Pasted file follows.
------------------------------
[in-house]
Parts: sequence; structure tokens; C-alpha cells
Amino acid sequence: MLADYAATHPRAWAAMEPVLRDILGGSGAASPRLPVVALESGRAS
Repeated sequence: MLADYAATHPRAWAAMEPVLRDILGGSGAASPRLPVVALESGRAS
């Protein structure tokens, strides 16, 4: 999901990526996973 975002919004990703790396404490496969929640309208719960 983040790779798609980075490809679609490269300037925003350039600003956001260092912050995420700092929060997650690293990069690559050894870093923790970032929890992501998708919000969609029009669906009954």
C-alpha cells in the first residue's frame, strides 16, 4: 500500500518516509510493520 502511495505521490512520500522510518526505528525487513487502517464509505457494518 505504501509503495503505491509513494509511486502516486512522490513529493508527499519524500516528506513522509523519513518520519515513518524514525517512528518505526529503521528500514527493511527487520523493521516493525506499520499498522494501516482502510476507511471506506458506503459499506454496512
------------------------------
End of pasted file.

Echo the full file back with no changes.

[in-house]
Parts: sequence; structure tokens; C-alpha cells
Amino acid sequence: MLADYAATHPRAWAAMEPVLRDILGGSGAASPRLPVVALESGRAS
Repeated sequence: MLADYAATHPRAWAAMEPVLRDILGGSGAASPRLPVVALESGRAS
């Protein structure tokens, strides 16, 4: 999901990526996973 975002919004990703790396404490496969929640309208719960 983040790779798609980075490809679609490269300037925003350039600003956001260092912050995420700092929060997650690293990069690559050894870093923790970032929890992501998708919000969609029009669906009954």
C-alpha cells in the first residue's frame, strides 16, 4: 500500500518516509510493520 502511495505521490512520500522510518526505528525487513487502517464509505457494518 505504501509503495503505491509513494509511486502516486512522490513529493508527499519524500516528506513522509523519513518520519515513518524514525517512528518505526529503521528500514527493511527487520523493521516493525506499520499498522494501516482502510476507511471506506458506503459499506454496512